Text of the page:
Launched in 1976, the Introkit appeared to be very popular. It was the first affordable all-in-one computer everyone could acquire to know a bit about computers.
The basic version was really minimalist: one SC/MP (or "Scamp") microprocessor, one 512-byte ROM containing a monitor program and 256 bytes of RAM for user's programs.
The system was designed to connect to a Teletype - the CPU had serial In and Out pins, but very few hobbyist could afford this massive and expensive equipment. N.S. thus released an optional display kit which was comprised of an add-on card that fitted onto the main board, and a modified calculator for keyboard and display. The machine also needed a dual voltage PSU
Once everything soldered and wire-wrapped, the Introkit was a complete computer and an efficient learning tool. The novice programmer could enter, modify and run programs and thus learn all hardware and software basic concepts of any computing system.
Several of these kits - and other SC/MP machines, were connected to larger computers thanks to the unique and advanced ability of the SC/MP CPU to completely share its system bus with other processors, and thus run smoothly in a multiprocessor environment.
Chris Curry took the Introkit as a starting point to design the MK-14 training board, first Sinclair computer.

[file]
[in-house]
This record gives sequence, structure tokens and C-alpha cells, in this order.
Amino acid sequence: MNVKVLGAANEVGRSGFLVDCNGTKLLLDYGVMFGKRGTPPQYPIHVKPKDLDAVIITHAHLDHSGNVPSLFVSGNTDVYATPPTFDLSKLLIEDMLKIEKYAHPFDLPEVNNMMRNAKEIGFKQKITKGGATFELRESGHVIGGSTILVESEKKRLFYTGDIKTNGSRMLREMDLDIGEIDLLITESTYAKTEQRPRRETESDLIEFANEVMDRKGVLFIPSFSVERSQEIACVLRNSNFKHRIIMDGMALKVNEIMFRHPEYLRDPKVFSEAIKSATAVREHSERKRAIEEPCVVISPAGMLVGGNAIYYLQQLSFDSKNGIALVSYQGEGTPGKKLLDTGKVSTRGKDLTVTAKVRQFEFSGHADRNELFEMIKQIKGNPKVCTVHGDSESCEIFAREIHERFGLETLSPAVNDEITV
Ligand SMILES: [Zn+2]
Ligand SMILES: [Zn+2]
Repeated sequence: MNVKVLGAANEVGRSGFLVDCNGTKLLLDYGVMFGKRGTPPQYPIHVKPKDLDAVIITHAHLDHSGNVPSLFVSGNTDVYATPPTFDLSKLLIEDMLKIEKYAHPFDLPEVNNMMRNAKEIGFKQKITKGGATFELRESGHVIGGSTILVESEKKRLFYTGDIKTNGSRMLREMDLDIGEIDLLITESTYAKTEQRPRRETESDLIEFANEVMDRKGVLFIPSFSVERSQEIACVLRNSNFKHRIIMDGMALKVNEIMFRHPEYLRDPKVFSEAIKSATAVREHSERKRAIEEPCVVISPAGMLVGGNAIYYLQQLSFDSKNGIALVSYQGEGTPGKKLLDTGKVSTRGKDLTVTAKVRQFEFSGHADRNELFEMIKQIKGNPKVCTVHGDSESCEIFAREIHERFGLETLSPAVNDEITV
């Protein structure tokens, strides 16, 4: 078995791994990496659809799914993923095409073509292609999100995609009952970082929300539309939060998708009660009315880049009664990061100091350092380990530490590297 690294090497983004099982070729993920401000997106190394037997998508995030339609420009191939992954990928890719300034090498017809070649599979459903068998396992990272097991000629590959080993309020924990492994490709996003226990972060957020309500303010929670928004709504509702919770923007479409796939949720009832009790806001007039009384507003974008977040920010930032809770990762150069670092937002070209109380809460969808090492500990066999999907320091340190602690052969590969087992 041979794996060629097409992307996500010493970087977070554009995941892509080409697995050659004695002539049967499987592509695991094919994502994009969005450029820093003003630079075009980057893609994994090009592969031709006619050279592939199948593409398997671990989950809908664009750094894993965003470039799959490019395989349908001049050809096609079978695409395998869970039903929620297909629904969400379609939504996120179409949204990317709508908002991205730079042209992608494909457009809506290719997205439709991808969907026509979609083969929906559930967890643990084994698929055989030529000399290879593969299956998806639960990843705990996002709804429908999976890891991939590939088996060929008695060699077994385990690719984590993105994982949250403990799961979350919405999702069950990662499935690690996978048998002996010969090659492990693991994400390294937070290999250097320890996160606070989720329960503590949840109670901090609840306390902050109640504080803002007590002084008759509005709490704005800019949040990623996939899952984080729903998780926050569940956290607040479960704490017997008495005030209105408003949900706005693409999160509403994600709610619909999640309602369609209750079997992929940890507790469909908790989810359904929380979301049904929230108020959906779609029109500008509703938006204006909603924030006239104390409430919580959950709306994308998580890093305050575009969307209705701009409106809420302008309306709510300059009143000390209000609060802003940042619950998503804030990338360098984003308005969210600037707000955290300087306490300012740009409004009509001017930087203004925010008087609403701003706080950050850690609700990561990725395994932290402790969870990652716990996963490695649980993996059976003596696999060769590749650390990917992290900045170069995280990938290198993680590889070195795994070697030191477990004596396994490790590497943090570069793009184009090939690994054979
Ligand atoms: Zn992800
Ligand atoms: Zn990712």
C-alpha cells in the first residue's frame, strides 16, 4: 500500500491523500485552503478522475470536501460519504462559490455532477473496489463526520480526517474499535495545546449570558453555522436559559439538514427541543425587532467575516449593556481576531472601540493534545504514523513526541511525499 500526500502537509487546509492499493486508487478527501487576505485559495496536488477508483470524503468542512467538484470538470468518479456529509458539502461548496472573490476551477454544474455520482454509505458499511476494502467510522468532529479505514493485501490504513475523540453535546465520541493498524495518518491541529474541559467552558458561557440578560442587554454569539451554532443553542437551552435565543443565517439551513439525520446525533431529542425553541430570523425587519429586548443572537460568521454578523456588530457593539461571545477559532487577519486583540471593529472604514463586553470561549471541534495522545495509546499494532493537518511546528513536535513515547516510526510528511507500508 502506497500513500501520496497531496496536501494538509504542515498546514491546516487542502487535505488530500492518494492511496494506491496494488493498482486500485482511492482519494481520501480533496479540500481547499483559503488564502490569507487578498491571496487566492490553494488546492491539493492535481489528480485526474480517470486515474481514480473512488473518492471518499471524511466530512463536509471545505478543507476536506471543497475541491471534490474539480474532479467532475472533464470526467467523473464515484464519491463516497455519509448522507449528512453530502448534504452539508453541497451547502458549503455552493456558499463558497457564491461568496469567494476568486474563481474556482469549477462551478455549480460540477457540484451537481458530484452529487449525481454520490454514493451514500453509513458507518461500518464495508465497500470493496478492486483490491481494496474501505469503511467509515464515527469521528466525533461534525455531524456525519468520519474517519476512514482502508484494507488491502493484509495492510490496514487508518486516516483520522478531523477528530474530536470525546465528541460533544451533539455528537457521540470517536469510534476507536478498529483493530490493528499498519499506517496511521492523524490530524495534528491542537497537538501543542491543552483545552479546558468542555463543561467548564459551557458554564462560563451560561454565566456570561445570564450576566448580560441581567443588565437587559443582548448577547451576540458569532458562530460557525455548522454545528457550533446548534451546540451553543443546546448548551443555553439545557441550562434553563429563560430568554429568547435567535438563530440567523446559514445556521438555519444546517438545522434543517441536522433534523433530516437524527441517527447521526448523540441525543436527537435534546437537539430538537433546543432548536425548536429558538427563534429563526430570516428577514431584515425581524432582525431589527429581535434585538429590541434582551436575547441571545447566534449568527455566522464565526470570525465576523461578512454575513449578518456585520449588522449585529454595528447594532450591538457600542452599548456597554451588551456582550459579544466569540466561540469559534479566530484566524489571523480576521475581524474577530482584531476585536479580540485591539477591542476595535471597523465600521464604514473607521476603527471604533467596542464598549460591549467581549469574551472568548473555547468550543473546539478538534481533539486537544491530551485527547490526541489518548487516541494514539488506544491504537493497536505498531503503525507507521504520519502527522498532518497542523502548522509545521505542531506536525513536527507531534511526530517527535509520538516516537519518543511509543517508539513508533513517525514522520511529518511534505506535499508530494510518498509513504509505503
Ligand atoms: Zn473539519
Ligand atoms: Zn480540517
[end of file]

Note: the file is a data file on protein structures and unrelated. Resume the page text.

Ben Mullett recalls:
I joined NSC Bedford in '77 when the SC/MP was the latest in micros, my first task was to get an Introkit working, with help from Dave Brown. I can still recall some of the Hex opcodes for this machine.... C4 was LDI or 'Load immediate'...
The Introkit was indeed a TTY machine, with a modified NSC calculator case and keys forming the (extra cost) KBDkit and a patched ROM to scan the keys.
The Introkit/KBDkit to MK14 development liaison to Science of Cambridge was Tony Amendt, another National Semiconductor Field Applications Engineer.
He helped me get an MK14 running - allegedly the first kit made - since I was fortunate to be given the task of checking out the kit and instructions. All that was missing were some pullup resistors on the bus. Ran well, but what a weird keyboard! Very Sinclair.....
The SC/MP LCDS was the official development tool - 'Low Cost Development System' and there was a multiprocessing card demo for it that was quite impressive. Might even have that in my attic somewhere!
The multiprocessing architecture reappeared on the Series 32000 (aka NS16000) micros that were used in the Sequent 'Balance' series of Unix machines a decade later.